ROKKASEN SUGATA NO IRODORI
   
Dance title Rokkasen Sugata no Irodori  In Japanese
Authors Matsumoto K˘ji I (lyrics)
Kineya Rokuzaemon X, Kiyomoto Saibŕ I (music)
Fujima Kanjűr˘ II, Nishikawa Senz˘ IV, Nakamura Katsugor˘ (choreography)
History

The five-role hengemono "Rokkasen Sugata no Irodori" was staged in the 3rd lunar month of 1831 at the Nakamuraza. It starred Nakamura Shikan II in the five roles of S˘j˘ Henj˘, Ariwara no Narihira, Bun'ya no Yasuhide, Kisen and ďtomo no Kuronushi. His stage partner in the role of Ono no Komachi was Iwai Kumesabur˘ II. The dance was divided into 5 sections : "Henj˘" (Gidayű), "Bun'ya" (Kiyomoto), "Narihira" (Nagauta), "Kisen" (Kiyomoto/Nagauta) and "Kuronushi" (Nagauta).

Key words Ariwara Narihira
Bun'ya Yasuhide
Chobokure
Gidayű
Gion
Heian Jidai
Hengemono
Kanjo
Kariginu
Kisen H˘shi
Kiyomoto
Man'y˘shű
Nagauta
Ono Komachi
ďtomo Kuronushi
Rokkasen
Shosagoto
S˘j˘ Henj˘
Sumiyoshi Odori
Summary

Henj˘

A group of kanjo are discussing about a poetry competition in which Ono no Komachi, a beautiful and talented poetess, is expected to take part. The high priest, S˘j˘ Henj˘, arrives dressed in the robes of his order and silk surplice. Komachi appears from behind a latticed screen. Despite his religious vocation he is smitten with Komachi and he woos her only to be rejected. Komachi watches him leave and then withdraws with all the kanjo.

Bun'ya

The mood changes abruptly with Bun'ya no Yasuhide rushing on in search of Ono no Komachi who has disappeared behind the screen [1]. Bun'ya tries to catch a glimpse of her but he is stopped by the kanjo. Bun'ya proceeds to lament Komachi's coldness towards him and the fact that his letters to her have always been ignored. As he does so, he capers with the kanjo as if he were amusing himself in the pleasure quarter. The kanjo force him to join in a riddling game based upon the word koi (love). Bun'ya eventually tires of all this and he hurries off in search of Komachi, pursued by the irate kanjo.

Narihira

Ariwara no Narihira and Ono no Komachi are revealed from behind the screen. Narihira is in elegant hunting attire (kariginu) and Komachi wears the twelve-layered kimono of the time. Narihira pays court to Komachi in an elegant and restrained dance, which creates a mood quite different from the previous section of "Rokkasen".

Kisen

The scene changes to the Gion district of Ky˘to, the only section of the dance performed in an outdoor setting. Kisen enters on the hanamichi. He is the chief priest of a local temple and he has escaped from his religious duties to come and admire the cherry blossoms. The gourd he carries, which contains sake, can be floated along a stream [2]. As Kisen admires the scenery, a serving girl named Okaji brings him tea. Kisen, who is enamoured of Komachi, is astonished when he realizes who she really is and, in his confusion, he spills the tea. Kisen then proceeds to flirt clumsily with her and she performs a short dance, alone, describing the uties of a teahouse waitress. Kisen then dances a well-known chobokure based upon the antics of wandering beggar-priests who, waving a short staff with metal rings, would beg for alms outside people's homes by reciting Buddhist scriptures, performing comic dances and telling funny stories. Monks from Kisen's temple then come in search of Kisen and they perform a sumiyoshi odori. Kisen then dances again, a cloth on his head in imitation of a maid at a roadside inn trying to attract customers. The dance ends with Kisen posing under a large parasol, the chorus warning of the divine retribution in store for priests who break their vow of chastity.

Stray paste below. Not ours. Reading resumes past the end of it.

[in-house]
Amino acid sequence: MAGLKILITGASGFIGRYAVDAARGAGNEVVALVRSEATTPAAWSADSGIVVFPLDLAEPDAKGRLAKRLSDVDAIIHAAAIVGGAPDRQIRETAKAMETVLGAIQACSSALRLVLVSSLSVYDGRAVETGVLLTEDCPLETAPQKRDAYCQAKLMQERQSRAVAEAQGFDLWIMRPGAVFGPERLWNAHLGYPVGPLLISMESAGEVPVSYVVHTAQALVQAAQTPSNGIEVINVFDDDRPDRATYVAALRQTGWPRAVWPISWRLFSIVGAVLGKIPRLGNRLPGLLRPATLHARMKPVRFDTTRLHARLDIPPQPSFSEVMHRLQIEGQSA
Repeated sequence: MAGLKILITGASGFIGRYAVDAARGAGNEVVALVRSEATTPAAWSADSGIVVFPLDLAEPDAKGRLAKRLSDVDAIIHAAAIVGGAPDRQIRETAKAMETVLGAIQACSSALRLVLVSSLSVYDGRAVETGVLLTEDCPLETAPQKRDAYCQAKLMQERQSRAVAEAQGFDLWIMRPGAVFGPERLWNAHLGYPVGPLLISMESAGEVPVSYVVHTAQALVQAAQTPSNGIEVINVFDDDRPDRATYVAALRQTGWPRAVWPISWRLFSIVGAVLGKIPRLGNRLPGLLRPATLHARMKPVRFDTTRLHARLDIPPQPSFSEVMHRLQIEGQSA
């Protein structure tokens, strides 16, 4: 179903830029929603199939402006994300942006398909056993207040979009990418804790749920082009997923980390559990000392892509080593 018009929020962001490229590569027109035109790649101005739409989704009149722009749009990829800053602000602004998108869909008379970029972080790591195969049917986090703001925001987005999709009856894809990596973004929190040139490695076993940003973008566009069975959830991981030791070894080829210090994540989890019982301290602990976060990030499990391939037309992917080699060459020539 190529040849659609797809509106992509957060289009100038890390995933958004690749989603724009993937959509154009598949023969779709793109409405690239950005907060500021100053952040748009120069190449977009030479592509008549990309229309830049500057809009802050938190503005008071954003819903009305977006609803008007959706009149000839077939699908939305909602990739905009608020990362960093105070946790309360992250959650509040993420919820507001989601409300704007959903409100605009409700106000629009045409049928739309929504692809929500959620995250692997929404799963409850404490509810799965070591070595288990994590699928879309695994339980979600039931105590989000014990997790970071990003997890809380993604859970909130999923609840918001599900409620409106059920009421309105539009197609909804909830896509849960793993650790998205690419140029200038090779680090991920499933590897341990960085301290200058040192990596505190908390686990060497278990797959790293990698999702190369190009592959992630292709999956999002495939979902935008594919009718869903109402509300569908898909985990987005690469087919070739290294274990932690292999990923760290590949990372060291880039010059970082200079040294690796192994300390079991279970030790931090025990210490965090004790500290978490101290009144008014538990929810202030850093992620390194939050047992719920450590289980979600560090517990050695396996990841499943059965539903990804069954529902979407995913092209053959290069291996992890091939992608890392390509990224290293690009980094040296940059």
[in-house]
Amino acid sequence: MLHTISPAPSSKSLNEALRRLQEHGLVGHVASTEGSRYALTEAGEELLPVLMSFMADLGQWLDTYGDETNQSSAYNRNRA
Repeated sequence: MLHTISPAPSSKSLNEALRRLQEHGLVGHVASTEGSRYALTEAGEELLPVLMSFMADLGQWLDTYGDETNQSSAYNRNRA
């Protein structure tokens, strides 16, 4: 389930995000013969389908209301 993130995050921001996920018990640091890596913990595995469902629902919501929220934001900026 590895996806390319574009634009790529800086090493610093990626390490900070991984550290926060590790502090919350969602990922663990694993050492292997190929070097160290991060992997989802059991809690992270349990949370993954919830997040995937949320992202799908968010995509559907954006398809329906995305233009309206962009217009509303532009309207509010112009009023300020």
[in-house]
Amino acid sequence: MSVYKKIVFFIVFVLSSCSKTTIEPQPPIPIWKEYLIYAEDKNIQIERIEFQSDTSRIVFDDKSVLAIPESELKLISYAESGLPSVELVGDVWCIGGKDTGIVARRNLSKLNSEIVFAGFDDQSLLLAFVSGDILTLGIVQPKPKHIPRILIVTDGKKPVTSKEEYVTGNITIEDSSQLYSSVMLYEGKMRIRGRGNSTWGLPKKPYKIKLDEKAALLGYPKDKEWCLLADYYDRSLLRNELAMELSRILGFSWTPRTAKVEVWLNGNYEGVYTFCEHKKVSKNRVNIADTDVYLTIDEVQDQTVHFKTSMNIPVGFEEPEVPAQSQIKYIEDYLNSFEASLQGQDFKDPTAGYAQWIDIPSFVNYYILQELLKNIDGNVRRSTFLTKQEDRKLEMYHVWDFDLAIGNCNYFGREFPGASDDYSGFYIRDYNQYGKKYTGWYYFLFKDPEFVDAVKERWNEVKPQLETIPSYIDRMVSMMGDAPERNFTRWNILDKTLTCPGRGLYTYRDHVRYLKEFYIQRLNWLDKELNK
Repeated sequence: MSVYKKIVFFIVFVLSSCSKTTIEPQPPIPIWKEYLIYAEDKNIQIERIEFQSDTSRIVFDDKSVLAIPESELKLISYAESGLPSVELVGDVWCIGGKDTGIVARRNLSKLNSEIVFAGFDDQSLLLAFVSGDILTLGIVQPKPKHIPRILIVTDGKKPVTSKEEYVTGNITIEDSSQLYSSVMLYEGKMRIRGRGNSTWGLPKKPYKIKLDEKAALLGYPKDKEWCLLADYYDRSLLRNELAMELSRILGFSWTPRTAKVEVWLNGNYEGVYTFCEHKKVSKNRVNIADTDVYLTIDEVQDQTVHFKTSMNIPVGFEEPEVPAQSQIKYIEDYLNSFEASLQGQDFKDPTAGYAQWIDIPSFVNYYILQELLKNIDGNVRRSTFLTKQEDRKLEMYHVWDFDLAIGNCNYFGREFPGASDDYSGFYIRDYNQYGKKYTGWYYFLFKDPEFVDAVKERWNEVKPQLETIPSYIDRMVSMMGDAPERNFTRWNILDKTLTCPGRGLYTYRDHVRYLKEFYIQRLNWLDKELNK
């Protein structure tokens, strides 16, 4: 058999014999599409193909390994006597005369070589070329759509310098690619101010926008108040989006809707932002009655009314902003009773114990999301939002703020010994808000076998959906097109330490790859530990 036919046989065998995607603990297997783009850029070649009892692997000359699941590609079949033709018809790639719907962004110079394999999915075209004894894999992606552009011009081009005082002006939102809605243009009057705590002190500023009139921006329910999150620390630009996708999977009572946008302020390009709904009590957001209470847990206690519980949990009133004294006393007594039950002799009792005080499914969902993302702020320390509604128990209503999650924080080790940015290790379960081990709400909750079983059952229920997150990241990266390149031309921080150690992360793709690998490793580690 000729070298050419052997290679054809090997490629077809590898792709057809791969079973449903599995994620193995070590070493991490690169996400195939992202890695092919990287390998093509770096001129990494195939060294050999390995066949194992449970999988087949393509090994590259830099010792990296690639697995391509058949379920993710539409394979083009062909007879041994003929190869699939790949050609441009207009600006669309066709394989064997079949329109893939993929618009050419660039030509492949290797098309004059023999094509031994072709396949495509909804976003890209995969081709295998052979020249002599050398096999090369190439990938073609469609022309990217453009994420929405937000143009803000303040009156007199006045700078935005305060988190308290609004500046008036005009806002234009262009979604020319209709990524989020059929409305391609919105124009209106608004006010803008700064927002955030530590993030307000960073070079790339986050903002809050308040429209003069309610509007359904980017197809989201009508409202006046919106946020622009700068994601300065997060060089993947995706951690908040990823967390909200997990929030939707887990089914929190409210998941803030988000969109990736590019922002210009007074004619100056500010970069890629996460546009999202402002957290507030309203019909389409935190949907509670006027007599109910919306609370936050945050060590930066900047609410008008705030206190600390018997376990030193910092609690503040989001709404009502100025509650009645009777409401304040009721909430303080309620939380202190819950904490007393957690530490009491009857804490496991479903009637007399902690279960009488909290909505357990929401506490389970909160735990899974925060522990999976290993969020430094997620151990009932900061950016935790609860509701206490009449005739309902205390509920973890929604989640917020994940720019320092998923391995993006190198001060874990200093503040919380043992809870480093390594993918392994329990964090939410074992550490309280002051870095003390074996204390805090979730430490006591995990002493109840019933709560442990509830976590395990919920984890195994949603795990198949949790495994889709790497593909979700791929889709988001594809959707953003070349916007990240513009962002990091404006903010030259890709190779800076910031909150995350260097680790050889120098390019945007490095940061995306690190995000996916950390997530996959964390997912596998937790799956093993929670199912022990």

Kuronushi

This section derives from the play "S˘shi-Arai Komachi" [3] in which the poet ďtomo no Kuronushi engages in a poetry-writing competition with Ono no Komachi. Fearing defeat, Kuronushi has succeeded in discovering in advance which poem Komachi plans to use during the competition. Kuronushi then writes this poem on a leaf of a copy of the ancient poetry anthology, the "Man'y˘shű" making it look as if Komachi's poem is one already published in the collection. When Komachi recites her poem at the competition, Kuronushi then accuses her of having plagiarized it from the "Man'y˘shű". Komachi, however, "washes" the page and the poem disappears proving that Kuronushi has written the poem himself in the manuscript. Komachi also reveals that Kuronushi plans to seize control of the country. The dance ends with Komachi posing in triumph while Kuronushi, his scheme thwarted, draws his sword and glares.

Notes

[1] Ono no Komachi does not, in fact, appear in this section but she is assumed to be behind the screen.

[2] This is a reference to a game but also to the "floating world" of sensual and carnal pleasures.

[3] Literally "Komachi washing the manuscript".

The actor Sawamura Ch˘jűr˘ V (top/right, top/left, bottom/right, bottom/center, bottom/left) playing the roles of S˘j˘ Henj˘, Ariwara no Narihira, Bun'ya no Yasuhide, Kisen and ďtomo no Kuronushi, with Onoe Baik˘ IV (top/center) playing the role of Ono no Komachi, in the dance "Rokkasen Koko-ni Kanagaki", which was staged in the 8th lunar month of 1851 at the Kawarazakiza (print made by Utagawa Toyokuni III)

 
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